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It is well known that each person’s gut bacteria is vital for digestion and overall health, but when does that gut microbiome start?

New research led by scientists from McMaster University and Charité – Universitätsmedizin Berlin in Germany has found it happens during and after birth, and not before.

McMaster researchers Deborah Sloboda and Katherine Kennedy examined prenatal stool (meconium) samples collected from 20 babies during breech Cesarean delivery.

“The key takeaway from our study is we are not colonized before birth. Rather, our relationship with our gut bacteria emerges after birth and during infancy,” said Kennedy, first author of the study and a PhD student, whose findings are published in Nature Microbiology.

Recent studies have sparked controversy by claiming that we are colonized by gut bacteria before birth. But, Kennedy said, studies such as these have been criticized for the ways they control for contamination.

“By including only breech caesarean deliveries in healthy pregnant women we were able to avoid the transmission of bacteria that occurs naturally during a vaginal birth,” said Thorsten Braun, co-senior author and lead obstetric consultant and deputy director of the Department of 'Experimental Obstetrics' at Charité – Universitätsmedizin Berlin.

Kennedy said recent data suggest that a person’s relationship with their own gut bacteria is most important in early life, during critical stages of immunological and physiological development.

Sloboda, co-senior author, agrees.

“The fact that colonization of infants’ guts occurs during and after their births, means that not only is it vulnerable to early environmental influences, but could also offers a window of potential intervention,” said Sloboda, professor of biochemistry and biomedical sciences at McMaster and the Canada Research Chair in perinatal programming.

“While many of the exact mechanisms surrounding gut bacteria and their role in our early development is unclear, discovering when and how we are colonized is a key first step.”

External funding for the study came from the Canadian Institutes of Health Research.



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Bacteria do not colonize the gut before birth, says collaborative study

May 10, 2021, 11:00 AM by Veronica McGuire
New research led by scientists from McMaster University and Charité – Universitätsmedizin Berlin in Germany has found that that colonization of infants’ guts occurs during and after their births, and not before.

It is well known that each person’s gut bacteria is vital for digestion and overall health, but when does that gut microbiome start?

New research led by scientists from McMaster University and Charité – Universitätsmedizin Berlin in Germany has found it happens during and after birth, and not before.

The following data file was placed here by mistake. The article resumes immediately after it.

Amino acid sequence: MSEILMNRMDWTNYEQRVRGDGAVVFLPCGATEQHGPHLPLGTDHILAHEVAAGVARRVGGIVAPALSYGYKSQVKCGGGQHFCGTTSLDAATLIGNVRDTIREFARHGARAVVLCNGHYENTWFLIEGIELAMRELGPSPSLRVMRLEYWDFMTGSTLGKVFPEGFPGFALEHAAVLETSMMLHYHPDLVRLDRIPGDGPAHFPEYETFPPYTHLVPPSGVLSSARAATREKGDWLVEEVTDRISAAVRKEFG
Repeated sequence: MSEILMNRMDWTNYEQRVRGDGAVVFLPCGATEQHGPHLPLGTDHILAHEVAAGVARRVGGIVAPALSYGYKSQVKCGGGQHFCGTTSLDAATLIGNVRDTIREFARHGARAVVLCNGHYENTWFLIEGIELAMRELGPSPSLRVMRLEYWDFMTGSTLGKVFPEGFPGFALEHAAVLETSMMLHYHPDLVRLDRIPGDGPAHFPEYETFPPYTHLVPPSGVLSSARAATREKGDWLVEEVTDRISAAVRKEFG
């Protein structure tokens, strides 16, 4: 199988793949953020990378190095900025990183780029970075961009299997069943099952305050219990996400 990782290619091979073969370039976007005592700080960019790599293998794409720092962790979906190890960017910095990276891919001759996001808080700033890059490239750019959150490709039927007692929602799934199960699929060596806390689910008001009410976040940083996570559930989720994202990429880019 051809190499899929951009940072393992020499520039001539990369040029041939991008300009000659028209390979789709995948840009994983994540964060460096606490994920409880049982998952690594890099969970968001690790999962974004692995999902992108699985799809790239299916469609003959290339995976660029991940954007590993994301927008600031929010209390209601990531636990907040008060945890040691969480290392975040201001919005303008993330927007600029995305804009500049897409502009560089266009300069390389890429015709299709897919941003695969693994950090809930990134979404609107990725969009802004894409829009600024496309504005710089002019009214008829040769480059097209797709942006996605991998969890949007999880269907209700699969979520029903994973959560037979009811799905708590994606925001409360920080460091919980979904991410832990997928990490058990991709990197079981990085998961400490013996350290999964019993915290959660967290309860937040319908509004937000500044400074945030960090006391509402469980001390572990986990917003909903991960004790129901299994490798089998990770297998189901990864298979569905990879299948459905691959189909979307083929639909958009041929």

McMaster researchers Deborah Sloboda and Katherine Kennedy examined prenatal stool (meconium) samples collected from 20 babies during breech Cesarean delivery.

“The key takeaway from our study is we are not colonized before birth. Rather, our relationship with our gut bacteria emerges after birth and during infancy,” said Kennedy, first author of the study and a PhD student, whose findings are published in Nature Microbiology.

Recent studies have sparked controversy by claiming that we are colonized by gut bacteria before birth. But, Kennedy said, studies such as these have been criticized for the ways they control for contamination.

“By including only breech caesarean deliveries in healthy pregnant women we were able to avoid the transmission of bacteria that occurs naturally during a vaginal birth,” said Thorsten Braun, co-senior author and lead obstetric consultant and deputy director of the Department of 'Experimental Obstetrics' at Charité – Universitätsmedizin Berlin.

Kennedy said recent data suggest that a person’s relationship with their own gut bacteria is most important in early life, during critical stages of immunological and physiological development.

Sloboda, co-senior author, agrees.

“The fact that colonization of infants’ guts occurs during and after their births, means that not only is it vulnerable to early environmental influences, but could also offers a window of potential intervention,” said Sloboda, professor of biochemistry and biomedical sciences at McMaster and the Canada Research Chair in perinatal programming.

“While many of the exact mechanisms surrounding gut bacteria and their role in our early development is unclear, discovering when and how we are colonized is a key first step.”

External funding for the study came from the Canadian Institutes of Health Research.

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